The Last Load

For weeks now I have been digging. Pickaxe, shovel, wheelbarrow, hard manual labor, and it just gets harder.

One last load of dirt and rock to remove from the work zone.

I am digging away at the slope behind the garage, solving longstanding drainage issues, creating a nice level walkway, building a small retaining wall.

The first stage was digging out all along my garage, reworking the slope, pulling the soil away from the foundation, giving the water somewhere to go other than right along the wall. This involved a couple dozen wheelbarrow loads of soil and rock removed and about thirty feet of two foot retaining wall… Done!

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Ripple Rock

Seymour Narrows is a bit of water one approaches with caution. This narrow passage north of Campbell River provides the shortest route between Vancouver Island and the mainland for transiting vessels. This passage is also subject to dramatic tidal currents of up to fifteen knots.

The strong currents create large areas where the water seems to boil, dotted with whirlpools and debris swept along by the rushing water. The result is what explorer Captain George Vancouver described in his logs as “one of the vilest stretches of water in the world.”

The remains of Ripple Rock well beneath the surface in Seymour Narrows
The remains of Ripple Rock well beneath the surface in Seymour Narrows
As usual we had anchored and waited a couple hours for the tide to change, waiting for the worst of the currents to slack. While small, fast boats can pass by during high current, most vessels wait for the tide here. We were not alone, when we pulled anchor and nosed into the narrows we joined a parade of boats that had waited.

The passage was once much worse, a large rock named Ripple Rock lurked just under the surface at low tide. This mid channel rock created huge standing waves and vicious eddies as the current ran over it.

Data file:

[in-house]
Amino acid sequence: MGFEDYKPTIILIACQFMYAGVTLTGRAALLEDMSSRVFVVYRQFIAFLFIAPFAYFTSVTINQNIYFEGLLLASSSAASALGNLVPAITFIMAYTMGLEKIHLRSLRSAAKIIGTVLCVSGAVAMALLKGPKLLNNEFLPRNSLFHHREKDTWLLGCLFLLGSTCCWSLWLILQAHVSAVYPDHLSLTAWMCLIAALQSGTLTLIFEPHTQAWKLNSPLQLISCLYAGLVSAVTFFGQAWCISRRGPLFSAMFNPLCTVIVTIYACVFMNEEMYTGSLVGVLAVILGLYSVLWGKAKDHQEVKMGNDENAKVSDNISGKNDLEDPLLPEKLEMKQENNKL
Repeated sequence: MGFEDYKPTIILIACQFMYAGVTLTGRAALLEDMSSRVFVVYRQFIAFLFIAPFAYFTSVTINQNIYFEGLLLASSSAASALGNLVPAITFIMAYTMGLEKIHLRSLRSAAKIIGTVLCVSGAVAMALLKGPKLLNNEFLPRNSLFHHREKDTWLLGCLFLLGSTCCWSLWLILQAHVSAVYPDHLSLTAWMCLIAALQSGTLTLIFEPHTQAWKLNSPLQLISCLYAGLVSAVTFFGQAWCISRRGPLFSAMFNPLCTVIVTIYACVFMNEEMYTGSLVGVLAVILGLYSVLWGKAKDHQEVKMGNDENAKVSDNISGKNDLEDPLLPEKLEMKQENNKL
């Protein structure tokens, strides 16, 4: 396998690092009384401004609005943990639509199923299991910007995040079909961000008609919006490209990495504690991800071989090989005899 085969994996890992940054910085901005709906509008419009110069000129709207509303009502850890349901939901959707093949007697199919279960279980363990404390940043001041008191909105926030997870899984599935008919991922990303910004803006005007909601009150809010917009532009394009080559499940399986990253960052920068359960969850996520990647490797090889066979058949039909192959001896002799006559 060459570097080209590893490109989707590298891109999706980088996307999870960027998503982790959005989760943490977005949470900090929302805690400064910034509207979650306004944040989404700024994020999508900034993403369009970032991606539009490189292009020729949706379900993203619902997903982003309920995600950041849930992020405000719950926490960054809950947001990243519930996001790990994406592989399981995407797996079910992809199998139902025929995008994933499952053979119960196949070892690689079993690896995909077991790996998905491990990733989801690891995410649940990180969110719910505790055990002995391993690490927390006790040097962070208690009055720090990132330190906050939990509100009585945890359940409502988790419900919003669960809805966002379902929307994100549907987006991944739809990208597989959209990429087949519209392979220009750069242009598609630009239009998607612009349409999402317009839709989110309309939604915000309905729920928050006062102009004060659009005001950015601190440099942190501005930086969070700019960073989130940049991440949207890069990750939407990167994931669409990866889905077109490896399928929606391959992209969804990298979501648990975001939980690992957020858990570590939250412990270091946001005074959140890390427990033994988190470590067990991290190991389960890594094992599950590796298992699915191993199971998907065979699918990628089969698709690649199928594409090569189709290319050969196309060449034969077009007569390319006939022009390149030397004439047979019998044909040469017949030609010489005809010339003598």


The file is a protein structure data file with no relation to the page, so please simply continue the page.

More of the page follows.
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An Unusual Breed

I have often noted how much many of the boulders around Waikoloa look like animals. There is one rock along the upper road that looks precisely like a cow when seen from the side at any distance. Just a natural remnant of these old Mauna Kea lava flows.

It is no surprise that most folks have the same observation, some of these rocks just look like cattle, all they need is horns?

A serious laugh-out-loud, try not to drive off the road, moment when I first saw them. Someone had indeed added some horns to the rocks. Not little horns either, but big Texas longhorn style horns. Halfway from Waikoloa Village to the Mamalahoa Highway, you can see a herd of a truly unusual breed. Perhaps the rare Waikoloa Basalt Angus?

Closer examination of the horns reveals that they are well made. Heat worked PVC pipe for the horns, tightly wrapped with rope and painted at the center. The horns are held on with heavy cable neatly crimped around the boulders.

Another surprise, the artists have signed their work, the names Ed Vasquez and Bill Bezona melted into the plastic. We have seen Ed’s art before, birds and other odd creatures appearing along local roads. We had seen nothing for a while, this is the first installation I have seen in about a year.

Nice job guys! A little fun along my morning commute.

Waikoloa Basalt Angus
A unique breed, the Waikoloa Basalt Angus at pasture, an artwork by Ed Vasquez and Bill Bezona